The sight of our cook prepping banana flower/banana blossom was one to behold. She would spread a few sheets of newspaper on the floor, take two large bowls, one filled with water, and sit down to begin the routine. Rubbing mustard oil generously on both her hands, a step that prevents staining of the hands, she would begin by removing the dark purple outer layer first, detaching the florets attached to the base carefully, and soaking them in water. She did that with every single layer, checking to make sure she does not waste any floret. Going all the way in, she’d remove the heart of the flower. All the florets, including the heart, are soaked in cold water, with a little lemon juice squeezed in so as to prevent them from turning dark.
But that was nothing. Cleaning each of these florets is a task in itself.
One has to gently remove the outer skin of each of these florets, and then take out the thin stem from inside the floret. The skin and the stem are discarded. The heart of the flower too needs to be chopped carefully and quickly because they tend to turn brown fast.
The chopped florets should ideally be soaked in the water for about half an hour. After that it is typically pressure-cooked with some salt and turmeric for about 15-20 minutes, and the water is drained out.
By the time all this was done, and the actual meal was ready to be cooked, I am pretty certain that we would have been dozing with a book in our hands. However that preparation of banana flower (or mocha as the Bengalis call it), with potatoes, and shrimps, and always served as the first course with steaming hot rice, would rarely fail to evoke superlatives.
Cooking with Banana Flower
Called by many other names – kele ka phool in Hindi, bale moothi in Kannada, vazhaipoo in Tamil – the banana flower is cooked in plenty of ways across the country. In Bengal, the Mochar Ghonto, a vegetarian preparation, is yet another treat. Cooked with bits of coconut, whose crunch would offset the soft texture of the mocha beautifully, I always liked to eat it with rice and dal. And most often not care about what’s coming next.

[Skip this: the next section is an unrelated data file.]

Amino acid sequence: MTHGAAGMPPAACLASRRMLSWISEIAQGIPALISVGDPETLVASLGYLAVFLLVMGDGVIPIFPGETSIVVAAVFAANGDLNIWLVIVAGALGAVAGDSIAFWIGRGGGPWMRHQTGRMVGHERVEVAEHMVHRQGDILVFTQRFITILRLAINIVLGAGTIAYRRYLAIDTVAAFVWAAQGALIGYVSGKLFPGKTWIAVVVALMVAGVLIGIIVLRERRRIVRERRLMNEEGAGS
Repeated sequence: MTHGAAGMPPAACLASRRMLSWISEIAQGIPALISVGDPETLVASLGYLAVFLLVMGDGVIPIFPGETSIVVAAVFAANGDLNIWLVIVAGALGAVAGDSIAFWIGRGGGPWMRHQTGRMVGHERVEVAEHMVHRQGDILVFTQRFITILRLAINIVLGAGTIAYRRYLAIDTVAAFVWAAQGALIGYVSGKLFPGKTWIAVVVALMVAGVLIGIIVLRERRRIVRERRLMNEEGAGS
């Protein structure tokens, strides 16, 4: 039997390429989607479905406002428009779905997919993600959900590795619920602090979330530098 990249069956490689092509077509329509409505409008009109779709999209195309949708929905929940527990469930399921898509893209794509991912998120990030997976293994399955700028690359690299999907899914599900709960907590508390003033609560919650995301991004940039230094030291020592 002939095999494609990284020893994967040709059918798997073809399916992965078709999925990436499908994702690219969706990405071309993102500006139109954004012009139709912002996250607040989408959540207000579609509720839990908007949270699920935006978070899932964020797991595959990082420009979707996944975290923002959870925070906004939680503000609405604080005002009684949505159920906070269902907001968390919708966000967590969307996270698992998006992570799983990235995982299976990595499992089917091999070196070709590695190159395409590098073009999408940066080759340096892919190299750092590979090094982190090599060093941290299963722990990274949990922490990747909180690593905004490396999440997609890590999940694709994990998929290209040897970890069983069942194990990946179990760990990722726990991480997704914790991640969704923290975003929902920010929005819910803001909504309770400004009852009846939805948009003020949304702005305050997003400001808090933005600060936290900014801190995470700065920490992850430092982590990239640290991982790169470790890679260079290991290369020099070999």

The Vazhaipoo Poriyal – a stir-fried version of the dish – also uses coconut, with the addition of curry leaves, urad dal, and dry red chilli.
In Kerala, the Vazhaipoo Thoran is yet another popular dish, which is prepared quite similarly to the poriyal mentioned above. What’s interesting to note, and something I discovered much later, that in both the recipes, the banana florets are soaked in thin buttermilk, instead of water with lemon, to avoid discolouration.
It also makes for a great snack. Making the Mochar Chop, a star appetiser in plenty of Bengali restaurants, is a tedious affair. The filling, apart from chopped and boiled banana florets, requires boiled potatoes, coconut, peanuts (it really doesn’t taste the same without it) and raisins. Always make sure the banana florets have been drained off all the water after its boiling; water in the mix will not give the filling the right consistency. These are then shaped into mounds by hand, bread crumbed, and fried.
Over time, the process of prepping the banana flower got the better of us. People rarely have the time to go through the entire cleaning process. In fact, my friend was recently commenting that she always goes and picks up a ready dish from a restaurant, should the urge to eat ‘mocha’ arise.
As for me, I haven’t eaten a good Mocha Chingri (banana flower with shrimp) in a long time. For the recipe, click here.
Banana Flower – Health Benefits
The health benefits of the banana flower are simply brilliant. For instance, did you know that it contains protein, a lot of fiber, calcium, phosphorus, iron, copper, potassium (which is why bananas are good for you), magnesium, and even vitamin E (heard of banana hair and face masks?)?
It’s also low on fat, and about 100 grams of banana flower has about 51 kcal.
It’s also a great detoxifying agent, and incidentally given to control excessive menstrual bleeding. Plus it’s known to reduce anxiety, and uplift mood. But I doubt you can get there by eating it just once.
About the author:
Priyadarshini Nandy would love to call herself the writer who "divides her time between London and Prague", but being able to call both Bengaluru and Kolkata her home is equally gratifying. As an independent journalist, she writes about food, theatre, travel, and more food, for various publications - new age and old school.
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